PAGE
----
Understanding and getting started in sustainable investing

E*TRADE, in collaboration with iShares by BlackRock


You’ve probably noticed that sustainable investing is a hot topic among investors these days. But what exactly is it, how do investors do it, and how can you get started if you think it’s right for you? Let’s take a look.

In broad terms, sustainable investing means including environmental, social, and governance (ESG) criteria when analyzing an investment. In sustainable investing analysis, these factors are considered along with more traditional financial criteria like market capitalization, earnings, interest rates, and the like. Some investors may also see sustainable investing as another way to do some good with their investment dollars.

By considering environmental, social, and governance factors, investors evaluate and reward companies with a stronger focus on workplace policies, customer relations, and environmental impacts.

ESG and portfolio performance

ESG factors can have a real impact on a portfolio’s value and potential performance. That’s why investors who want to get a good return for the level of risk they take on should consider the full set of risks and opportunities a company faces, including ESG issues.

For example, company stocks can lose value when the company is vulnerable in key risk areas such as data security, product quality, fraud, and health and safety. On the flip side, companies that focus on ESG issues may have the opportunity to avoid some kinds of problems or costs that can impact their value. Examples of these kinds of opportunities might include water efficiency, workforce diversity, energy use, supply chain management, and clean tech.

Sustainable investing styles

There are many styles or approaches to sustainable investing, so there’s a reasonably good chance that any individual investor can find one that meets their needs and goals. Some popular styles include:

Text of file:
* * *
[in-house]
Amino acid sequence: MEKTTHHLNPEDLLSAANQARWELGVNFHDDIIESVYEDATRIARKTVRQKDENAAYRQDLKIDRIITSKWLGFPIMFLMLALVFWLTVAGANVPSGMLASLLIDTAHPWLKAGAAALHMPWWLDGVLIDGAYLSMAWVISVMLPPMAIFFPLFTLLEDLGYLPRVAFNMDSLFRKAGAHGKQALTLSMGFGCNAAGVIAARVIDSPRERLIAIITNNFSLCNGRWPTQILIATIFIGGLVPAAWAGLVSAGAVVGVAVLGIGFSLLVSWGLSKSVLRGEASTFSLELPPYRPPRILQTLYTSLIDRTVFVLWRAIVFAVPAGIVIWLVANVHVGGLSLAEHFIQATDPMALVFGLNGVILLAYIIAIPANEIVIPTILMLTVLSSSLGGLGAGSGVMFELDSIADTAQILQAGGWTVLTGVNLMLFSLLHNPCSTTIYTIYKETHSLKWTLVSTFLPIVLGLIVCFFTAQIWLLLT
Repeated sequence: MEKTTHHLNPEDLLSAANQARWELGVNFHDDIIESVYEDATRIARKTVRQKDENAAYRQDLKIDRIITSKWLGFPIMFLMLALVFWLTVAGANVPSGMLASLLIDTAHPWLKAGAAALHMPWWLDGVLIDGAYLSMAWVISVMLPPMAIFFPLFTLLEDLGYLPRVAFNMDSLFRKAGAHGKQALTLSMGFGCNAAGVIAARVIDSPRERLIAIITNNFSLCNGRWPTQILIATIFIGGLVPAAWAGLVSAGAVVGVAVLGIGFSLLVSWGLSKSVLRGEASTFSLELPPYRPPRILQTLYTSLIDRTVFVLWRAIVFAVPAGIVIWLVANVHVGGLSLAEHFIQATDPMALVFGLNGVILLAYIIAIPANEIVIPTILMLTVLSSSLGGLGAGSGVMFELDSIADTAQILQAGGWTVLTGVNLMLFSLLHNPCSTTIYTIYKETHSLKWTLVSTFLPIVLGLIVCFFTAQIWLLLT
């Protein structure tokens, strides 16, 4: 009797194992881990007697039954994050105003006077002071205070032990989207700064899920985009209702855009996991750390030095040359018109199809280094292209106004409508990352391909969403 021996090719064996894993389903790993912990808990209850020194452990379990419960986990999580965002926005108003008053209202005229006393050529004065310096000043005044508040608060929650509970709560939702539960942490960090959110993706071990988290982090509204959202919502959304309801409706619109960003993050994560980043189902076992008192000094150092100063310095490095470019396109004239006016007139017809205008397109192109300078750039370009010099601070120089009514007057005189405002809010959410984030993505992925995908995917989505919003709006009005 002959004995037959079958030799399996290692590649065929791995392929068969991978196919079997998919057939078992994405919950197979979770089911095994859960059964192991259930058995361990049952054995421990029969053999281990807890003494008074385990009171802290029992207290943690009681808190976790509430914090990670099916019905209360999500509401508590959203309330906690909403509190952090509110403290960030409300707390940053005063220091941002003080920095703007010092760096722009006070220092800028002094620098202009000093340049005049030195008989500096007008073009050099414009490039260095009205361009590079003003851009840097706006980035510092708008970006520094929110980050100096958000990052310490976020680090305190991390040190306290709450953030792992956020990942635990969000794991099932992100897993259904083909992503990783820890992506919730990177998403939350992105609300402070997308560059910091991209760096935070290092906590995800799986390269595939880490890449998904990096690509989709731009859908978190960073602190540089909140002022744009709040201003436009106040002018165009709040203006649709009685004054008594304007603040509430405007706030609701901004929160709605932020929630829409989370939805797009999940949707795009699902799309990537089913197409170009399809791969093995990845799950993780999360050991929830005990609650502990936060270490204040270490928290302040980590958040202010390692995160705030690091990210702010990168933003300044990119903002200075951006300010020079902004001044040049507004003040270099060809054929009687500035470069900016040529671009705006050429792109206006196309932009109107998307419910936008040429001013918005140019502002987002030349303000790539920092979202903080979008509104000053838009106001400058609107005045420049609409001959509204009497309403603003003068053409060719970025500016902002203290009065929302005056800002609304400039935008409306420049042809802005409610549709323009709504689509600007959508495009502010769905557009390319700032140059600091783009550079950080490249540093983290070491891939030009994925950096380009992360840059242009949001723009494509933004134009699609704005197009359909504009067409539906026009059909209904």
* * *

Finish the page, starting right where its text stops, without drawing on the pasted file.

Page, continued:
• Screened investing, where an investor tries not to put money into specific business activities such as firearms, tobacco, or fossil fuels.
  • Broad ESG fund strategies, which aim to provide investors with well-diversified investments in popular markets, with a focus on companies with favorable ESG practices.
  • Thematic ESG strategies that are designed to help investors put their money behind themes such as clean energy, low carbon, and others.
  • Impact investing strategies, which are designed to provide measurable positive environmental, social, or governance outcomes along with financial returns — think green bonds, for example.

Getting started

So how do you implement sustainable investing in your portfolio? A popular way is through sustainable funds—either exchange-traded funds (ETFs) or mutual funds. Sustainable-focused ETFs may help investors put their money behind high-quality companies that manage sustainability risk well, while offering the traditional qualities of an ETF, like diversification and potentially low cost.

There are also sustainable-focused mutual funds, which may invest in the same kinds of companies as sustainable ETFs. Mutual funds are more likely to be actively managed, with some funds aiming to increase the value of their investment by taking a more proactive approach to investing in, and working with, companies that need improvements to their ESG practices.

That’s the short story on sustainable investing—it’s a way for investors to pursue opportunities while mitigating risks and promoting sustainable practices around environmental, social, and governance issues.

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About iShares by BlackRock

iShares unlocks opportunity across markets to meet the evolving needs of investors. With more than twenty years of experience, a global line-up of 900+ exchange traded funds (ETFs), iShares continues to drive progress for the financial industry. iShares funds are powered by the expert portfolio and risk management of BlackRock.

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